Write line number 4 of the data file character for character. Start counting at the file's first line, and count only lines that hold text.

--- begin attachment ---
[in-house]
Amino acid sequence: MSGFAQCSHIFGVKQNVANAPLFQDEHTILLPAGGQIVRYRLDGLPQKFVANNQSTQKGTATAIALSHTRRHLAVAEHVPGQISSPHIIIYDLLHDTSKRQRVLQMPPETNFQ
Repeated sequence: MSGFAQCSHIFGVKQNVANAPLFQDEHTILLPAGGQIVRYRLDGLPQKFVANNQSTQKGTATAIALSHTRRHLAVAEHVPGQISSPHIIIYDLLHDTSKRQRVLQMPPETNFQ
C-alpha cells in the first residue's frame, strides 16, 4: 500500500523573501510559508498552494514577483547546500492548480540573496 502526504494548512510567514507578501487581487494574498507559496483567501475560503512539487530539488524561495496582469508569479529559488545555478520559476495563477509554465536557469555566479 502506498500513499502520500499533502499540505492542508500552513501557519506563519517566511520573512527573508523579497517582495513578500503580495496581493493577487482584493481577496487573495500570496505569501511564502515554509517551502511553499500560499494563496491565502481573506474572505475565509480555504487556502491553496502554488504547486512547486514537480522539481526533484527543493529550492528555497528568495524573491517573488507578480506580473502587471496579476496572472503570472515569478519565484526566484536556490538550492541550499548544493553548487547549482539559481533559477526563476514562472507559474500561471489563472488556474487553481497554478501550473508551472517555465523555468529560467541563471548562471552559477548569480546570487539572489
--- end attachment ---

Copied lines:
C-alpha cells in the first residue's frame, strides 16, 4: 500500500523573501510559508498552494514577483547546500492548480540573496 502526504494548512510567514507578501487581487494574498507559496483567501475560503512539487530539488524561495496582469508569479529559488545555478520559476495563477509554465536557469555566479 502506498500513499502520500499533502499540505492542508500552513501557519506563519517566511520573512527573508523579497517582495513578500503580495496581493493577487482584493481577496487573495500570496505569501511564502515554509517551502511553499500560499494563496491565502481573506474572505475565509480555504487556502491553496502554488504547486512547486514537480522539481526533484527543493529550492528555497528568495524573491517573488507578480506580473502587471496579476496572472503570472515569478519565484526566484536556490538550492541550499548544493553548487547549482539559481533559477526563476514562472507559474500561471489563472488556474487553481497554478501550473508551472517555465523555468529560467541563471548562471552559477548569480546570487539572489